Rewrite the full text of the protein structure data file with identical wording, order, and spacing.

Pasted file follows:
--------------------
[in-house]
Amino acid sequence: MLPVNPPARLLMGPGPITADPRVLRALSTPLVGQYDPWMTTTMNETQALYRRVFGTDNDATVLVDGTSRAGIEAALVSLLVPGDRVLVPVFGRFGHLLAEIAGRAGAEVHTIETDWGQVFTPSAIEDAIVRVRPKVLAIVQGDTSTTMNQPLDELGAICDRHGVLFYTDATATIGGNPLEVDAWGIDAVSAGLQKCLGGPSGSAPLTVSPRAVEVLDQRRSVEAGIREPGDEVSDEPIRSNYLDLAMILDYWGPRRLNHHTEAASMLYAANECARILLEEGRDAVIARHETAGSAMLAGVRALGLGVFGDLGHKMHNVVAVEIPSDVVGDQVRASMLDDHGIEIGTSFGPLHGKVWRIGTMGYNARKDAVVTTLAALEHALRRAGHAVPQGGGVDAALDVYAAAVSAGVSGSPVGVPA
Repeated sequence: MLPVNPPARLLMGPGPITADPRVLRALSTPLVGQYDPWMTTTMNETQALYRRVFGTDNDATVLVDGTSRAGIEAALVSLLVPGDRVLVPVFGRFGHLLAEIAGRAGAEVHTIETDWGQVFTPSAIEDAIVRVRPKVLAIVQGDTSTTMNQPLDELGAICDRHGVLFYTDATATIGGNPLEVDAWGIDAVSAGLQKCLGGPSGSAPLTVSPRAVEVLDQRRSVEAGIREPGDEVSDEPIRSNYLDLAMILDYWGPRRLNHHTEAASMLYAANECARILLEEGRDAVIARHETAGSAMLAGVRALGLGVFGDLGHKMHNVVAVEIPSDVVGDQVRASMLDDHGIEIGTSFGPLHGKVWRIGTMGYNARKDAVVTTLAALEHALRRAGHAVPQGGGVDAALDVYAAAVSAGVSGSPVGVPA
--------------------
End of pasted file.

[in-house]
Amino acid sequence: MLPVNPPARLLMGPGPITADPRVLRALSTPLVGQYDPWMTTTMNETQALYRRVFGTDNDATVLVDGTSRAGIEAALVSLLVPGDRVLVPVFGRFGHLLAEIAGRAGAEVHTIETDWGQVFTPSAIEDAIVRVRPKVLAIVQGDTSTTMNQPLDELGAICDRHGVLFYTDATATIGGNPLEVDAWGIDAVSAGLQKCLGGPSGSAPLTVSPRAVEVLDQRRSVEAGIREPGDEVSDEPIRSNYLDLAMILDYWGPRRLNHHTEAASMLYAANECARILLEEGRDAVIARHETAGSAMLAGVRALGLGVFGDLGHKMHNVVAVEIPSDVVGDQVRASMLDDHGIEIGTSFGPLHGKVWRIGTMGYNARKDAVVTTLAALEHALRRAGHAVPQGGGVDAALDVYAAAVSAGVSGSPVGVPA
Repeated sequence: MLPVNPPARLLMGPGPITADPRVLRALSTPLVGQYDPWMTTTMNETQALYRRVFGTDNDATVLVDGTSRAGIEAALVSLLVPGDRVLVPVFGRFGHLLAEIAGRAGAEVHTIETDWGQVFTPSAIEDAIVRVRPKVLAIVQGDTSTTMNQPLDELGAICDRHGVLFYTDATATIGGNPLEVDAWGIDAVSAGLQKCLGGPSGSAPLTVSPRAVEVLDQRRSVEAGIREPGDEVSDEPIRSNYLDLAMILDYWGPRRLNHHTEAASMLYAANECARILLEEGRDAVIARHETAGSAMLAGVRALGLGVFGDLGHKMHNVVAVEIPSDVVGDQVRASMLDDHGIEIGTSFGPLHGKVWRIGTMGYNARKDAVVTTLAALEHALRRAGHAVPQGGGVDAALDVYAAAVSAGVSGSPVGVPA